But there's another sector in the opposition that says if we participate, we are legitimizing, we are validating the government of Nicolas Maduro, which, by the way, has been called a dictatorship not only in Venezuela but also by a bloc of 17 countries in Latin America, who, this week, issued a statement, a joint statement, in essence, saying that that they do not recognize the new constitutional assembly and that they're calling for respect for human rights in Venezuela.

So it's a very fluid situation, as you can imagine but it will be interesting to see what happens in those elections in December -- Kristie.

STOUT: Certainly. Rafael Romo reporting there, thank you so much.


STOUT: Joining me now is Larry Sabato. He's the director of the Center for Politics at University of Virginia. Thanks so much for joining us in the program.

North Korea, President Trump continues to just dial up the heat on North Korea, using this new rhetoric, locked and loaded.

Is this unscripted Trump or is this part of a greater plan?

LARRY SABATO, UNIVERSITY OF VIRGINIA: It's unscripted and probably unwise but this is Donald Trump. Early on in his presidency we were inclined to give him the benefit of the doubt and say he was playing bad cop and his Secretary of Defense and secretary of state were playing good cops.

I really don't think that's it at all. I think it's just Donald Trump being Donald Trump.

STOUT: And is it Donald Trump being Donald Trump when it comes to Venezuela because he is weighed in on that crisis, saying, quote, we have many options for Venezuela and by the way, I am not going to rule out a military option.

What do you make of that as a response to the growing crisis there?

SABATO: It's not helpful and I've been monitoring social media and other avenues since then and it's pretty clear that some of his key advisors have no idea what he's talking about; to the best of their knowledge, there is no military option for the United States and Venezuela. That is the last thing most of his advisors want, a potential war for the United States in Venezuela.

STOUT: And then we had domestic issues happening in the American homefront, namely this spat between Donald Trump and GOP Senate leader Mitch McConnell on Donald Trump slammed McConnell again over healthcare.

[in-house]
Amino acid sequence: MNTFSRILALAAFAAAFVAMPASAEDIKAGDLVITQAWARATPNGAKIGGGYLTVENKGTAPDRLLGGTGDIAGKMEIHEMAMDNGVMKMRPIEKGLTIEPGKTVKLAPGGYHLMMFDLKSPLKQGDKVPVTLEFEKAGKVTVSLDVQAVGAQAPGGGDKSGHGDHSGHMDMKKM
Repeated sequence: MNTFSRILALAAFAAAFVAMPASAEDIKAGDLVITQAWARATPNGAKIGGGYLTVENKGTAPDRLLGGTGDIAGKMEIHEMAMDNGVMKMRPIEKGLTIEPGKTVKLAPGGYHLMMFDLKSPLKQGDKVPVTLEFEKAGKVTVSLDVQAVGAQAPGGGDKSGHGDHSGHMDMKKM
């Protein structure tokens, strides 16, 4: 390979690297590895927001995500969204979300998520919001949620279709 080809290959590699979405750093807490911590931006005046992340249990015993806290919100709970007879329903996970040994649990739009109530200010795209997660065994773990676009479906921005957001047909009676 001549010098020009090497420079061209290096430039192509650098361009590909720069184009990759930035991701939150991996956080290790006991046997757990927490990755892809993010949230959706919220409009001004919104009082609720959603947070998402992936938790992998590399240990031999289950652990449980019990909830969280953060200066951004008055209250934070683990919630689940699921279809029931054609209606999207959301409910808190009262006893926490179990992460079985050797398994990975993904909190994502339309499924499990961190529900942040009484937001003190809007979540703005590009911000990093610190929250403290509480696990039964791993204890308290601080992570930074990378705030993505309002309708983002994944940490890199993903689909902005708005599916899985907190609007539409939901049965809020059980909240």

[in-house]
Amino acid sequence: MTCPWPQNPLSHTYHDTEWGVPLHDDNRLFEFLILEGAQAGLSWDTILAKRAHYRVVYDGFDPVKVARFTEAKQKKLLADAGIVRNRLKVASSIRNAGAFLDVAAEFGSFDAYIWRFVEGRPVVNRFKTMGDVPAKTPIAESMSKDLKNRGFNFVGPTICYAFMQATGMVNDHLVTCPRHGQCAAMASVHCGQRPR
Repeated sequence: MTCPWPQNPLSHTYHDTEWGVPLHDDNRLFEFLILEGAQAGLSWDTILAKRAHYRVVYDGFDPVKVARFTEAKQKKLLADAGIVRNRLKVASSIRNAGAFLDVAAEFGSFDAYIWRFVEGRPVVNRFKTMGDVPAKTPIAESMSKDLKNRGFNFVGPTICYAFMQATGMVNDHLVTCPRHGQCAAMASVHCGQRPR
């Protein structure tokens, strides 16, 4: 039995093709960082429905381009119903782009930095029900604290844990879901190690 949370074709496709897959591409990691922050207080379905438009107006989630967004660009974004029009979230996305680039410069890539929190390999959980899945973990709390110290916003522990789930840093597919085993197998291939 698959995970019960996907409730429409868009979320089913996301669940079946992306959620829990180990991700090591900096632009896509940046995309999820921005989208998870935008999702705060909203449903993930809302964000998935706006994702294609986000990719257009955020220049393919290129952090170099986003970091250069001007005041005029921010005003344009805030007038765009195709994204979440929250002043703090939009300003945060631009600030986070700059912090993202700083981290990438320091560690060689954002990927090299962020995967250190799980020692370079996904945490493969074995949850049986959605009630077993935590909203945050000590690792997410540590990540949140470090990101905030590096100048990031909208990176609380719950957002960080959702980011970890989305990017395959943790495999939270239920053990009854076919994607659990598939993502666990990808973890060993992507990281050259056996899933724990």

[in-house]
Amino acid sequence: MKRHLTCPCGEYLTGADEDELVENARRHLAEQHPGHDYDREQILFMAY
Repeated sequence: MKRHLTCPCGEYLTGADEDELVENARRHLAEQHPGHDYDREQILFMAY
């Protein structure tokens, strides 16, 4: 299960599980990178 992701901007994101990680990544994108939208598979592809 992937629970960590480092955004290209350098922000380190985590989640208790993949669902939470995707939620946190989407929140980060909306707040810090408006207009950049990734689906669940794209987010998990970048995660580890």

Let's listen to what the U.S. president said.


TRUMP: This is very important.

UNIDENTIFIED MALE: Mr. President, a number of Republican senators have rushed to the defense the Senate Majority McConnell the last day or so. What do you make of that and if you reach --


TRUMP: I don't make anything of that. We should have had health care approved. [02:15:00]

TRUMP: He should have known that he had a couple of votes that turned on him, and that should have been very easy to handle.

Whether it's through the fact that you take away a committee chairmanship or do whatever you have to do. But what happened in my opinion last week is unacceptable. People have been talking about repeal and replace for seven years.


STOUT: President Trump won't let this go.

What is going on here?

Trump is going after a major Republican leader. What is his political logic?

SABATO: It may be that he's trying to give his base someone to blame for the fail on health care. Republicans promised it for seven years and through four elections and didn't deliver. And he wants to make sure that his base, about 35 percent of the country, doesn't blame him. He's directing them to Mitch McConnell and to Congress.

That may be all well and good but this is horribly unwise, because Mitch McConnell is the person with whom he has to deal to get anything out of the Congress and McConnell only has 52 Republican senators out of 100 senators. He can only lose three senators at any given time and a Trump proposal will go down.

I think it's for McConnell a real reckoning. He had expected more gratitude for having given Trump his only real achievement so far, Supreme Court justice Neil Gorsuch. That was all McConnell.

STOUT: So you're saying that Trump is doing this to shore up his base. But at the expense of his own party. Trump is not only prodding Mitch McConnell here. He's prodding the Senate and it's been reported at least 15 Republican senators are coming out with statements and tweets, supporting McConnell.

Ultimately Trump, can he afford to alienate key members of his party?